Education: soccer for boys, netball for girls

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It’s no surprise that SMK Dato Bentara Luar’s advice that students should opt for extracurricular activities based on race and gender created a nationwide uproar when it went viral recently.

The notice, signed by a senior school assistant, said football and sepak takraw are only open to Malaysian students, netball is only open to Malaysian women, while basketball and table tennis are only open to Chinese students of both sexes.

Besides sports, the school in Batu Pahat, Johor, also imposed racial requirements for charity, language and religious clubs.

Following an explanation and an apology, the advisory was rescinded and a new one – unrelated to race and gender – was posted.

Deputy Education Minister Datuk Dr Mah Hang Soon had asked the school to change its initial opinion which conflicted with the national education plan.

Describing the initial notice as an “error due to lack of rigor,” his principal Abdul Razak Hamid apologized on the school’s Facebook page on April 17. sports facilities, as well as “to attract Malaysian students who are not interested in sports to join the different clubs”.

Assuring the Malays that appropriate and immediate action had been taken to resolve the issue, Education Minister Datuk, Dr Radzi Jidin, expressed shock and displeasure at the incident which “is not in accordance with standards. objectives of sports programs in schools ”.

Other people who spoke out against the school included National Unity Minister Datuk Halimah Mohamed Sadique, Youth and Sports Minister Datuk Seri Reezal Merican Naina Merican and MCA Chairman Datuk Seri Dr Wee Ka Siong.

Dr Wee, who was the former Deputy Minister of Education, pointed out that when former Prime Minister Tun Abdullah Ahmad Badawi was Minister of Education, the government introduced a program to integrate students, which whatever their race, through extracurricular activities.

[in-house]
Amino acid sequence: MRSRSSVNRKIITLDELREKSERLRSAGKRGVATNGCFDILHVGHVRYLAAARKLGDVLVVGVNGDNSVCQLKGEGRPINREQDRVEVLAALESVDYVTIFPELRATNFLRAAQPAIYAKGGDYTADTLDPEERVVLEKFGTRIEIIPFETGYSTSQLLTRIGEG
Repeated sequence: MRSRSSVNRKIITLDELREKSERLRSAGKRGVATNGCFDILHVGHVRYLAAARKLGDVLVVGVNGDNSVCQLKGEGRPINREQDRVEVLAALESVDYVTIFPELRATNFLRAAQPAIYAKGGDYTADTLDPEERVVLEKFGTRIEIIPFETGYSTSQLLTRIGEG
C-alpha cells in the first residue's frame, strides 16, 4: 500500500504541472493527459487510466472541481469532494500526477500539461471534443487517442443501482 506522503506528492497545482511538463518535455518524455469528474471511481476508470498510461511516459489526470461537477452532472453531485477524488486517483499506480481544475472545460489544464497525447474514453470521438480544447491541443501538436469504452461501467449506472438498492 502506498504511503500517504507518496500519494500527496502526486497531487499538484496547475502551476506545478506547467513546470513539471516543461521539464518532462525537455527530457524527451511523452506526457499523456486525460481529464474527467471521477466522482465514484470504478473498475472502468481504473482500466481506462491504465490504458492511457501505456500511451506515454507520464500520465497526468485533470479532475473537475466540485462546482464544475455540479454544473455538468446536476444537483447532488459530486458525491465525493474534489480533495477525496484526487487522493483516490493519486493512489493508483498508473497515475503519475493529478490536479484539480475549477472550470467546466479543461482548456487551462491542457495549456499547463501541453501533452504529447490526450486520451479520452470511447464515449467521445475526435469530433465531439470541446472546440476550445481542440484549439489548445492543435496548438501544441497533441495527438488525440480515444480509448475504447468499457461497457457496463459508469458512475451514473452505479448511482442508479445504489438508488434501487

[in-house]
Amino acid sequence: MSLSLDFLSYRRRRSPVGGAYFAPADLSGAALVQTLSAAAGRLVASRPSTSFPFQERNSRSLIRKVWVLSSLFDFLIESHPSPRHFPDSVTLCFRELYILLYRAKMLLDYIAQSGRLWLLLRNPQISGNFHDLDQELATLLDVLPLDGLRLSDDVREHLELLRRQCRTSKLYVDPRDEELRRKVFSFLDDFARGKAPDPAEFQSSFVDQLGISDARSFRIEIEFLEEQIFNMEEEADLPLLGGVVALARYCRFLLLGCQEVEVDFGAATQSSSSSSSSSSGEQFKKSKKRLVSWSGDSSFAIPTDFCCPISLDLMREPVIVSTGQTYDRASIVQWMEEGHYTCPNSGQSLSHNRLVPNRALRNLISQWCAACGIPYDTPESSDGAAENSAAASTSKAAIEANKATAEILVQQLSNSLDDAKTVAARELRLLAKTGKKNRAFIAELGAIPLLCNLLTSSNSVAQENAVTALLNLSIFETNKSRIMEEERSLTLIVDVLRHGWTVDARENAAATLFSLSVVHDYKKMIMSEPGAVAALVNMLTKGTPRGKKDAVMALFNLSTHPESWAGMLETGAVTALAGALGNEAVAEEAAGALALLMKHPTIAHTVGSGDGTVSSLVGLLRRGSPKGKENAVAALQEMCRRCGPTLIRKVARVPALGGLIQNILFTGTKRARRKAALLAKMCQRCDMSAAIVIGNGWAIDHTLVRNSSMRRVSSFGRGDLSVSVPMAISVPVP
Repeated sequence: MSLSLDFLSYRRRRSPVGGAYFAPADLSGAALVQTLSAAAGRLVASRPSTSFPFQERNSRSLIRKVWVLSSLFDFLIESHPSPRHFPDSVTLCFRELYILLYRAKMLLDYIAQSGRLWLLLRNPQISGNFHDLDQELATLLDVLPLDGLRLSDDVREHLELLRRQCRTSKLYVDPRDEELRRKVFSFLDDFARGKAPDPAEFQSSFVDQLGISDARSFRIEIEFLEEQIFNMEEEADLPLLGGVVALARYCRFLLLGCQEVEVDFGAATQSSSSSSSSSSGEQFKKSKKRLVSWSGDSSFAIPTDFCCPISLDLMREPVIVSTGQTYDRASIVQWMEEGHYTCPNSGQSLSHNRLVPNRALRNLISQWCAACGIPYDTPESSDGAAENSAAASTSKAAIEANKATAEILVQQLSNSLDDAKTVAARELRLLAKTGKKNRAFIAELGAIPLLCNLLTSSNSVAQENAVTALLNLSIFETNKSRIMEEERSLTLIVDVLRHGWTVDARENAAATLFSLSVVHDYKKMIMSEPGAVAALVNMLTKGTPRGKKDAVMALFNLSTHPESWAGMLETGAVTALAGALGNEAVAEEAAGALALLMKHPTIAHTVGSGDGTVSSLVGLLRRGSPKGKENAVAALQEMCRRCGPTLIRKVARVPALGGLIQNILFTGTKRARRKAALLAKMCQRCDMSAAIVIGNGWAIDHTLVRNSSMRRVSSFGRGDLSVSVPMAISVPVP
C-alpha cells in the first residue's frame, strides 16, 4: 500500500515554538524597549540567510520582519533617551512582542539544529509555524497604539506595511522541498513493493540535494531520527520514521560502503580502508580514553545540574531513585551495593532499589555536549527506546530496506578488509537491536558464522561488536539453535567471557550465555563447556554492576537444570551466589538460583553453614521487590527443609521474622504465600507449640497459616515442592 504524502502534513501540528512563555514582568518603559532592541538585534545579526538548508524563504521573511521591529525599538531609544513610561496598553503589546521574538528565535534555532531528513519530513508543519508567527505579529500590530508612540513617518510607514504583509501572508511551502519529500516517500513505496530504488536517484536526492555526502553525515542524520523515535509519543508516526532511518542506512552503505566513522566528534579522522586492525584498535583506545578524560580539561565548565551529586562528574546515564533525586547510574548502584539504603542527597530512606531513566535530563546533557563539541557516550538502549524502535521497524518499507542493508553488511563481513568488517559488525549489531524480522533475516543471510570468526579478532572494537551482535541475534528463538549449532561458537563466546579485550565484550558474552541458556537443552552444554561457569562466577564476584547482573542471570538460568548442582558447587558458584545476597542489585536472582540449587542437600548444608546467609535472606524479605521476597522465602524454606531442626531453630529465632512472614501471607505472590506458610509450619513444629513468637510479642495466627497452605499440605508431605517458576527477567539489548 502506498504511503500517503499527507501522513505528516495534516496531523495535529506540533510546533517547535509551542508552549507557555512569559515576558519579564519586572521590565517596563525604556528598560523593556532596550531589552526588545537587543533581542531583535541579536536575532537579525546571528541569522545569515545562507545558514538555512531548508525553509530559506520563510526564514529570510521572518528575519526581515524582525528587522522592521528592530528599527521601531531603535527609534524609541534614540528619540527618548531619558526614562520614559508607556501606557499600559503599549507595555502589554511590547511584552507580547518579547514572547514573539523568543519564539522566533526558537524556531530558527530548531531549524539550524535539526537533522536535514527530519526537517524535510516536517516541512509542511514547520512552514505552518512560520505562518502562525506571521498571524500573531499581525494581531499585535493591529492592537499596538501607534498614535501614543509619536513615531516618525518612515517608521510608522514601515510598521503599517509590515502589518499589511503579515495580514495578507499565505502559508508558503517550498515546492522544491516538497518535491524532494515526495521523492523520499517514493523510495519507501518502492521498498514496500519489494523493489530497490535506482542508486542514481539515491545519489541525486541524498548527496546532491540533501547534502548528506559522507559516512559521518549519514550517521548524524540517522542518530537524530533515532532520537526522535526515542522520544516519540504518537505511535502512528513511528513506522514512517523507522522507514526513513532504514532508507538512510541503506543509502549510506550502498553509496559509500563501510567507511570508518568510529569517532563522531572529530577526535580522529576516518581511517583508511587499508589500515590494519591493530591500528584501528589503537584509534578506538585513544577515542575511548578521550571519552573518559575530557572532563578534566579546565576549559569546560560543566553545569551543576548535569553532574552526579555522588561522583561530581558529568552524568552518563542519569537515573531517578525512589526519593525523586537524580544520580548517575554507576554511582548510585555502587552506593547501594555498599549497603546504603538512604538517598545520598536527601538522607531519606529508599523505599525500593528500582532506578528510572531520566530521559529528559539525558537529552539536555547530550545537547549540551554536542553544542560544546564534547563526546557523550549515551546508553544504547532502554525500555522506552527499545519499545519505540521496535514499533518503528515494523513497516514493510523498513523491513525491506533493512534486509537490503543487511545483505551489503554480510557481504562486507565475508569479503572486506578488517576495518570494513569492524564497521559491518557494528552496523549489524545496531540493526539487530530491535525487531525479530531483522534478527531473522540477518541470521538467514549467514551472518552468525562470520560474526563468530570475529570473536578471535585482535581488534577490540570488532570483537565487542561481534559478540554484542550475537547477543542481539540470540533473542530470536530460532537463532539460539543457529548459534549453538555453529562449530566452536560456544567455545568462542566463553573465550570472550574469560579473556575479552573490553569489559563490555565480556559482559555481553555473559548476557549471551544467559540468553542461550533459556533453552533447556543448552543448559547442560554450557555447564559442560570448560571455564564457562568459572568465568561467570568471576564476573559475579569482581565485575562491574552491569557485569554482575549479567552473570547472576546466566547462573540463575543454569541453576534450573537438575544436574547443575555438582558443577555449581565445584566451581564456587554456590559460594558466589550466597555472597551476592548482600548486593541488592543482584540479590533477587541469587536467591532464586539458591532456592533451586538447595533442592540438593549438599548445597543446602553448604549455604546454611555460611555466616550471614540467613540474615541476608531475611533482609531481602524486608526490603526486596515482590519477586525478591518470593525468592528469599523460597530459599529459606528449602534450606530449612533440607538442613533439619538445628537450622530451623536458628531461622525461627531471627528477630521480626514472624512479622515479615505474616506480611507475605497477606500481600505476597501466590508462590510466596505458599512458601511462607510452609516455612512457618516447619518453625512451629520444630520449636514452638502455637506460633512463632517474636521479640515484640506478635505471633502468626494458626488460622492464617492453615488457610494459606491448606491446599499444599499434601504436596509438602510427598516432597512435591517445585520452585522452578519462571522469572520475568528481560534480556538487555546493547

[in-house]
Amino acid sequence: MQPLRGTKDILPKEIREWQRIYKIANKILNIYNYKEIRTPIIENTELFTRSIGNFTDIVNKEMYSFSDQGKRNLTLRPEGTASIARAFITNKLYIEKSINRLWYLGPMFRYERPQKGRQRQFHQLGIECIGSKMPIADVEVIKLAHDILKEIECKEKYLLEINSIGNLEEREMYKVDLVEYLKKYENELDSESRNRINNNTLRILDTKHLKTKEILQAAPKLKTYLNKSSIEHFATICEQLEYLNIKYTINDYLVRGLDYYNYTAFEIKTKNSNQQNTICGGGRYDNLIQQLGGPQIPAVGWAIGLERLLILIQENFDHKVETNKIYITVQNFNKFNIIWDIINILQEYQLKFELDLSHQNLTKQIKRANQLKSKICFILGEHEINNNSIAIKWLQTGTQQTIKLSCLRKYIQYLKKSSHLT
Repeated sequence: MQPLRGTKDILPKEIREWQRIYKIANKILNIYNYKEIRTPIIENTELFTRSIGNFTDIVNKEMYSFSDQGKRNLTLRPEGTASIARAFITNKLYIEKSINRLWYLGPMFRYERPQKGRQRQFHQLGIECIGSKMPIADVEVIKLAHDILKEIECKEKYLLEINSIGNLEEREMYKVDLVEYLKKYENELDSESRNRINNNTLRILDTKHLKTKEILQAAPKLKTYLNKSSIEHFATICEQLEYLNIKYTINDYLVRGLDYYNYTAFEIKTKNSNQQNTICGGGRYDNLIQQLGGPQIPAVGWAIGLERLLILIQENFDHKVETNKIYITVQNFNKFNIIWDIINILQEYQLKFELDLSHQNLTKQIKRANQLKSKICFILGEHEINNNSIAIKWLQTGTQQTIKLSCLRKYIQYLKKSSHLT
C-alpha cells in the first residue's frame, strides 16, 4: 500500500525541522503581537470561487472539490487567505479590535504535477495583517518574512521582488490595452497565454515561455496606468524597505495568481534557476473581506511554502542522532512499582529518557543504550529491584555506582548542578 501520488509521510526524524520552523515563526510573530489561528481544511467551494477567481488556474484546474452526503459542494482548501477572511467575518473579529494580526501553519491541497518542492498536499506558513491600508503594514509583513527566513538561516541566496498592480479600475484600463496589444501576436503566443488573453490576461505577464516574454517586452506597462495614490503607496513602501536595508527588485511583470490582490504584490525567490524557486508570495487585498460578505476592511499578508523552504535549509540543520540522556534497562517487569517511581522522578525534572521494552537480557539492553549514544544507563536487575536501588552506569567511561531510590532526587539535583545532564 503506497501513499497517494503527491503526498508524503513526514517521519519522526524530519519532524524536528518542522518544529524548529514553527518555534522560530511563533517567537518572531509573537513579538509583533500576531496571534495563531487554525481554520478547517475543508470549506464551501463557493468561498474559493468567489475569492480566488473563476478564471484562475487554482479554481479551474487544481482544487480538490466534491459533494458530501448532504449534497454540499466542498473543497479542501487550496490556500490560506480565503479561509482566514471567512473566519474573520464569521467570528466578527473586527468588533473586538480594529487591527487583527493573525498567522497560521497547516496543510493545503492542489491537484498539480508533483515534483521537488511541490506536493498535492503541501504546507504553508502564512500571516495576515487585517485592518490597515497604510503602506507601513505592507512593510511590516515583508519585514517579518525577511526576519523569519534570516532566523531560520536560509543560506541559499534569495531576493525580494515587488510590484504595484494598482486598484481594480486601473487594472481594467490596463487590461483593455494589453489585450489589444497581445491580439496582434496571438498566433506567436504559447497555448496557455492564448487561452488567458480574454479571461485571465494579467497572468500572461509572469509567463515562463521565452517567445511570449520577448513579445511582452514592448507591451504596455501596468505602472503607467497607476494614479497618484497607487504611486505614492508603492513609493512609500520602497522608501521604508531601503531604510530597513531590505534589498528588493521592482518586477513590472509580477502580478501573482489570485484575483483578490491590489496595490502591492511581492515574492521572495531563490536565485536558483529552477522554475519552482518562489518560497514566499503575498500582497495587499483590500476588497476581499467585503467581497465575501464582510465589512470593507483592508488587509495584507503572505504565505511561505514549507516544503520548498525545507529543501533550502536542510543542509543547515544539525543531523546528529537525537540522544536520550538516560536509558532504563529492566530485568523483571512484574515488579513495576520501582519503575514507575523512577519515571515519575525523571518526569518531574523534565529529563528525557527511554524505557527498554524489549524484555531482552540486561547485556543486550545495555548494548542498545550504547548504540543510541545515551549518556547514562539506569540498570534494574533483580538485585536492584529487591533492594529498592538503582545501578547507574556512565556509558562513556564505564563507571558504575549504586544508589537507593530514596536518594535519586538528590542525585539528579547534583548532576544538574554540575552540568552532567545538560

SMK Dato Bentara Luar’s misstep – and hopefully that’s all it was – even led Johor Tunku’s Crown Prince Ismail Sultan Ibrahim, granting an audience with Abdul Razak and department officials state education on Monday April 19, where it was made clear in no uncertain terms that the incident should never have happened and should never happen again at any school in Johor.

Indeed, discriminatory and racist measures cannot be tolerated, whether the result is intended or not – not only in Johor but all over the world.

Let us take the school’s excuses and explanations – even if they are not satisfactory – in good faith. Corrective action has been taken, our leaders have made their position clear and we need to move on.

If this was a mistake born out of negligence, then school administrators simply need to be more careful. But if the opinion was the result of callousness, prejudice and ignorance, we must carefully consider who we entrust with the implementation of the country’s education policies – if we are to succeed in forming an empowered generation that stands up for equality. of the sexes depends on it. .



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